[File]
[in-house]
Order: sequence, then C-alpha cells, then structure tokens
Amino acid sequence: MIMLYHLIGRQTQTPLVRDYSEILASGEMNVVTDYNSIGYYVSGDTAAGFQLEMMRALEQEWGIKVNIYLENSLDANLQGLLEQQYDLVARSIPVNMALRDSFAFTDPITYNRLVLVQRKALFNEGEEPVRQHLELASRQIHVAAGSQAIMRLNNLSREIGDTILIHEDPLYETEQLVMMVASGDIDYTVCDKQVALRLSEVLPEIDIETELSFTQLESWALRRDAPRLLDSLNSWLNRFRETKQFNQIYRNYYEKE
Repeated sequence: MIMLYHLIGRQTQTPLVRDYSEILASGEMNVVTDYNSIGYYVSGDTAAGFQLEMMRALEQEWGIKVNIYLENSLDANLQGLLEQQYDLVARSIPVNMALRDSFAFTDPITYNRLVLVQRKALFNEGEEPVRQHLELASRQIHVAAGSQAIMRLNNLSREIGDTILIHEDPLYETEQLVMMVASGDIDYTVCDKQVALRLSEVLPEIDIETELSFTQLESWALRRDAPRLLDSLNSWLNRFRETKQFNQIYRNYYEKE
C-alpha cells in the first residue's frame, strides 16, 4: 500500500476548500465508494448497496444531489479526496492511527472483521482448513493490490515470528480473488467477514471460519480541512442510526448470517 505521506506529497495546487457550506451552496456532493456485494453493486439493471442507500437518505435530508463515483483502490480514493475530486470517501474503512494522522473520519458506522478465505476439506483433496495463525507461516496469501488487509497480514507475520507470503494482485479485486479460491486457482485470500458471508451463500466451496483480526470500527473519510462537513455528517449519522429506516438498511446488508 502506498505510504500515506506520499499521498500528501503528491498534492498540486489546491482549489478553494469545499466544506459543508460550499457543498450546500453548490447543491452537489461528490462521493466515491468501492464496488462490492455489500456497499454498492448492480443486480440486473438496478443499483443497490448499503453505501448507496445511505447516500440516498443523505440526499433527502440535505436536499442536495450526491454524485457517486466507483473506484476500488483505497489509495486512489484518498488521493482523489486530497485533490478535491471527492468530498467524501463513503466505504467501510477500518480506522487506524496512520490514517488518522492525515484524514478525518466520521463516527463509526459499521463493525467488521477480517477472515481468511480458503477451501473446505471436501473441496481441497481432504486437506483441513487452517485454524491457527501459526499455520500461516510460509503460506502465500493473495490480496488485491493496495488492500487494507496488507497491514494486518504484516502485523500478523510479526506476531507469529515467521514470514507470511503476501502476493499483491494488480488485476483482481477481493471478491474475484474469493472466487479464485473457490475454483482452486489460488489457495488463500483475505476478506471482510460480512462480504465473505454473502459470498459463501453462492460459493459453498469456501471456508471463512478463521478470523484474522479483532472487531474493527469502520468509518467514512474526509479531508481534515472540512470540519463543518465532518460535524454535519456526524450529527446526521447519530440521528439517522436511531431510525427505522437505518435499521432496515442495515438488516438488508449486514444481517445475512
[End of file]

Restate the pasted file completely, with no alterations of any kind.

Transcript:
[in-house]
Order: sequence, then C-alpha cells, then structure tokens
Amino acid sequence: MIMLYHLIGRQTQTPLVRDYSEILASGEMNVVTDYNSIGYYVSGDTAAGFQLEMMRALEQEWGIKVNIYLENSLDANLQGLLEQQYDLVARSIPVNMALRDSFAFTDPITYNRLVLVQRKALFNEGEEPVRQHLELASRQIHVAAGSQAIMRLNNLSREIGDTILIHEDPLYETEQLVMMVASGDIDYTVCDKQVALRLSEVLPEIDIETELSFTQLESWALRRDAPRLLDSLNSWLNRFRETKQFNQIYRNYYEKE
Repeated sequence: MIMLYHLIGRQTQTPLVRDYSEILASGEMNVVTDYNSIGYYVSGDTAAGFQLEMMRALEQEWGIKVNIYLENSLDANLQGLLEQQYDLVARSIPVNMALRDSFAFTDPITYNRLVLVQRKALFNEGEEPVRQHLELASRQIHVAAGSQAIMRLNNLSREIGDTILIHEDPLYETEQLVMMVASGDIDYTVCDKQVALRLSEVLPEIDIETELSFTQLESWALRRDAPRLLDSLNSWLNRFRETKQFNQIYRNYYEKE
C-alpha cells in the first residue's frame, strides 16, 4: 500500500476548500465508494448497496444531489479526496492511527472483521482448513493490490515470528480473488467477514471460519480541512442510526448470517 505521506506529497495546487457550506451552496456532493456485494453493486439493471442507500437518505435530508463515483483502490480514493475530486470517501474503512494522522473520519458506522478465505476439506483433496495463525507461516496469501488487509497480514507475520507470503494482485479485486479460491486457482485470500458471508451463500466451496483480526470500527473519510462537513455528517449519522429506516438498511446488508 502506498505510504500515506506520499499521498500528501503528491498534492498540486489546491482549489478553494469545499466544506459543508460550499457543498450546500453548490447543491452537489461528490462521493466515491468501492464496488462490492455489500456497499454498492448492480443486480440486473438496478443499483443497490448499503453505501448507496445511505447516500440516498443523505440526499433527502440535505436536499442536495450526491454524485457517486466507483473506484476500488483505497489509495486512489484518498488521493482523489486530497485533490478535491471527492468530498467524501463513503466505504467501510477500518480506522487506524496512520490514517488518522492525515484524514478525518466520521463516527463509526459499521463493525467488521477480517477472515481468511480458503477451501473446505471436501473441496481441497481432504486437506483441513487452517485454524491457527501459526499455520500461516510460509503460506502465500493473495490480496488485491493496495488492500487494507496488507497491514494486518504484516502485523500478523510479526506476531507469529515467521514470514507470511503476501502476493499483491494488480488485476483482481477481493471478491474475484474469493472466487479464485473457490475454483482452486489460488489457495488463500483475505476478506471482510460480512462480504465473505454473502459470498459463501453462492460459493459453498469456501471456508471463512478463521478470523484474522479483532472487531474493527469502520468509518467514512474526509479531508481534515472540512470540519463543518465532518460535524454535519456526524450529527446526521447519530440521528439517522436511531431510525427505522437505518435499521432496515442495515438488516438488508449486514444481517445475512